Domaine Cailbourdin Pouilly-Fume Les Cris (375ML half-bottle) 2009
Les "Cris" is the local term used to describe a parcel of vines planted in caillotes or pebbly limestone soil.
Extraordinarily elegant, when young this wine possesses aromas of fruits (pineapple, citrus, peach) and mineral tones. After 1 or 2 years the aromas refine and become more and more marked by the minerality of the terroir.
On the palate, Les Cris is powerful, well-structured and very rich. Excellent balance is achieved due to the perfect ripeness of the grapes at harvest.
Les Cris Pouilly-Fumé is at its best served with fish, especially fish in sauce (goatfish, pickerel, pike, etc.). Its also a fine accompaniment to an assortment of cured meats, and of course a natural companion with fine goat cheese.
Critical AcclaimAll Vintages
This estate consists of 11 hectares at the northern edge of the Pouilly Fume appellation opposite Sancerre. A high proportion of old vines, between 25 and 50 years old, as well as a variety of soil types (chalk, clay and sandy alluvion) combine to produce exceptional wines… among the most exciting in the appellation. Low yields and optimum maturity of the grapes is part of the secret.
Praised for its stately Renaissance-era chateaux, the picturesque Loire valley produces pleasant wines of just about every style. Just south of Paris, the appellation lies along the river of the same name and stretches from the Atlantic coast to the center of France.
The Loire can be divided into three main growing areas, from west to east: the Lower Loire, Middle Loire, and Upper/Central Loire. The Pay Nantais region of the Lower Loire—farthest west and closest to the Atlantic—has a maritime climate and focuses on the Melon de Bourgogne variety, which makes refreshing, crisp, aromatic whites.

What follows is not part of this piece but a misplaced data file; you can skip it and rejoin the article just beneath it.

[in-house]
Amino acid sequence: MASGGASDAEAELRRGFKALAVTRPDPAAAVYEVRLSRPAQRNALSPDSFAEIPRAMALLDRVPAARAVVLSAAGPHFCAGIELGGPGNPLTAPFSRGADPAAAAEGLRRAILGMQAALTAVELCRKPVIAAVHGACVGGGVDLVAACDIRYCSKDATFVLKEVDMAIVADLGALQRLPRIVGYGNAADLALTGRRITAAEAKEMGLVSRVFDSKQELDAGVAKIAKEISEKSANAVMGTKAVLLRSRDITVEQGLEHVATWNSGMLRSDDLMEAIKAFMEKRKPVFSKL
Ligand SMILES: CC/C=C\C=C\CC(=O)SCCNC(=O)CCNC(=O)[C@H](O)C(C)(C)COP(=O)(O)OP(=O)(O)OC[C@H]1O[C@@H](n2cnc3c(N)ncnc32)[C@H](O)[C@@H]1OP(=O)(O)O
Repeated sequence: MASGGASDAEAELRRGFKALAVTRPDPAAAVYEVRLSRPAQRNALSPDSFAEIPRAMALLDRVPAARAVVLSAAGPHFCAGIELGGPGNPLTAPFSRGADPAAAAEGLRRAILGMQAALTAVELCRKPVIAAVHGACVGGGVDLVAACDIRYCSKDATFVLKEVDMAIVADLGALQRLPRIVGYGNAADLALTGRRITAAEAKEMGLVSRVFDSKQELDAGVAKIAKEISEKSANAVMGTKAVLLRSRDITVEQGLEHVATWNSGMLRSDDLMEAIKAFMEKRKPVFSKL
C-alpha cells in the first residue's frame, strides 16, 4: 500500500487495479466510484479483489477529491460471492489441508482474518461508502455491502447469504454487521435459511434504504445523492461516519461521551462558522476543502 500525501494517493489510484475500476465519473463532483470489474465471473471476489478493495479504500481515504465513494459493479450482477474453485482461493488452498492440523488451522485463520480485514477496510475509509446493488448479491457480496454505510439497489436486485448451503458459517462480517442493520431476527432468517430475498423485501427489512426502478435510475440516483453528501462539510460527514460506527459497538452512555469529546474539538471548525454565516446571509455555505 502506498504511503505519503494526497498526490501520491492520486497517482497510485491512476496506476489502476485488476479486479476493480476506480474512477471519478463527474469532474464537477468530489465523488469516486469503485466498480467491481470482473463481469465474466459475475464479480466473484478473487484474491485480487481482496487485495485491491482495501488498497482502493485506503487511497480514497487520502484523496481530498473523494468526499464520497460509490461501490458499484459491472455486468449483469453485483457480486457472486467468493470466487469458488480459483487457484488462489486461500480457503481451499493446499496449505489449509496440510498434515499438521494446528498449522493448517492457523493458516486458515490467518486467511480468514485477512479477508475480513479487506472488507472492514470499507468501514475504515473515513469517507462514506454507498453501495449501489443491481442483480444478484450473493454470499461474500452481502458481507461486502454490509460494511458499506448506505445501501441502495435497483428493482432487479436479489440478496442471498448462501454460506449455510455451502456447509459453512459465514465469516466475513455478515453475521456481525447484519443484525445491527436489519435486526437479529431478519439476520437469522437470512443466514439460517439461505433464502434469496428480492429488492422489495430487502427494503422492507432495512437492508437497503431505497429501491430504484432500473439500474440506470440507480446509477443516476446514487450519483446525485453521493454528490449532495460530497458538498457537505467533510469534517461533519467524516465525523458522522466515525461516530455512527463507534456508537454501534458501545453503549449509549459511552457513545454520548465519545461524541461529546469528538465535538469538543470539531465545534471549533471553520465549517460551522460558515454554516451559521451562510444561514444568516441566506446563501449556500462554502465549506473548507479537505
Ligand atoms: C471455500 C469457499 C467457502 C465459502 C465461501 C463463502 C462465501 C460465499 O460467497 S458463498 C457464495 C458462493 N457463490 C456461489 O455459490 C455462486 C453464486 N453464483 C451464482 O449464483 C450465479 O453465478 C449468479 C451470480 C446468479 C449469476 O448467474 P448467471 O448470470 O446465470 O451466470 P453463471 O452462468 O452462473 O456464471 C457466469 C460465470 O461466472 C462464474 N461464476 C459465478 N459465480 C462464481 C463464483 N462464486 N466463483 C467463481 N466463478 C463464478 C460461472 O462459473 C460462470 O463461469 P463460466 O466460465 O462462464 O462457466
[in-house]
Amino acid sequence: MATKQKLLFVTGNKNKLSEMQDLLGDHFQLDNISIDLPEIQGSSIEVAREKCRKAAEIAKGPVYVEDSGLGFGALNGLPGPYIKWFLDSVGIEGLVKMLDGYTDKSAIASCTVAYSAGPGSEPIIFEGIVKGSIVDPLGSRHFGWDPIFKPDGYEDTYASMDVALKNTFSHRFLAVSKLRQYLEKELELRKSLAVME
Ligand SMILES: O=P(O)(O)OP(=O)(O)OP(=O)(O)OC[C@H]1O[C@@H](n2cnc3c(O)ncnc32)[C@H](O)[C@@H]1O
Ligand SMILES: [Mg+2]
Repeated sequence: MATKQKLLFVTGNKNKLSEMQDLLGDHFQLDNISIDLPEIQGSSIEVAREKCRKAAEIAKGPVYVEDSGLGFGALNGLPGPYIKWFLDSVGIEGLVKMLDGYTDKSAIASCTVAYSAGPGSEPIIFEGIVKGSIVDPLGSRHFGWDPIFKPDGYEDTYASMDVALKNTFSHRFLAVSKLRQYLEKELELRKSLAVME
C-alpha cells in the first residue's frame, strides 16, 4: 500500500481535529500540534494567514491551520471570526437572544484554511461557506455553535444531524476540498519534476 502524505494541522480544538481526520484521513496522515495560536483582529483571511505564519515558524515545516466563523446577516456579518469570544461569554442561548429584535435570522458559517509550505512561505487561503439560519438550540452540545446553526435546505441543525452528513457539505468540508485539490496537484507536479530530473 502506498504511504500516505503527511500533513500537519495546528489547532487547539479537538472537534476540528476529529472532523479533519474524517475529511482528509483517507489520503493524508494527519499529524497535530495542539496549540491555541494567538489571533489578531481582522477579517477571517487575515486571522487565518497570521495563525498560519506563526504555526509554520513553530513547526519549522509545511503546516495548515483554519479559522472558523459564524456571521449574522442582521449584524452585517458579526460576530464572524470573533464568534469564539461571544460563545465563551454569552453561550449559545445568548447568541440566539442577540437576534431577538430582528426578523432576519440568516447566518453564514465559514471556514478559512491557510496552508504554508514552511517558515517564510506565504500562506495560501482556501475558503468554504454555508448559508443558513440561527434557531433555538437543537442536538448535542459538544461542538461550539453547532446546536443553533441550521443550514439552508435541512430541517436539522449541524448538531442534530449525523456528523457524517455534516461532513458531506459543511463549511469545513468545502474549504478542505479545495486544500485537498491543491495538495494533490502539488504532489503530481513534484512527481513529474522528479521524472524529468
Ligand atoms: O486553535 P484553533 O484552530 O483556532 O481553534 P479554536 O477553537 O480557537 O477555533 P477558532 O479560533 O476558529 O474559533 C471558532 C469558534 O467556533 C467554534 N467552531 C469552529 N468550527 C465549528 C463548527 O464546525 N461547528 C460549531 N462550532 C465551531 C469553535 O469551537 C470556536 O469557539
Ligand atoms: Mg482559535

The Middle Loire contains Anjou, Saumur and Touraine. In Anjou, Chenin Blanc produces some of, if not the most, outstanding dry and sweet wines with a sleek, mineral edge and characteristics of crisp apple, pear and honeysuckle. Cabernet Franc dominates red and rosé production here, supported often by Grolleau and Cabernet Sauvignon. Sparkling Crémant de Loire is a specialty of Saumur. Chenin Blanc and Cabernet Franc are common in Touraine as well, along with Sauvignon Blanc, Gamay and Malbec (known locally as Côt).
The Upper Loire, with a warm, continental climate, is Sauvignon Blanc country, home to the world-renowned appellations of Sancerre and Pouilly-Fumé. Pinot Noir and Gamay produce bright, easy-drinking red wines here.
Capable of a vast array of styles, Sauvignon Blanc is a crisp, refreshing variety that equally reflects both terroir and varietal character. Though it can vary depending on where it is grown, a couple of commonalities always exist—namely, zesty acidity and intense aromatics. This variety is of French provenance. Somm Secret—Along with Cabernet Franc, Sauvignon Blanc is a proud parent of Cabernet Sauvignon. That green bell pepper aroma that all three varieties share is no coincidence—it comes from a high concentration of pyrazines (herbaceous aromatic compounds) inherent to each member of the family.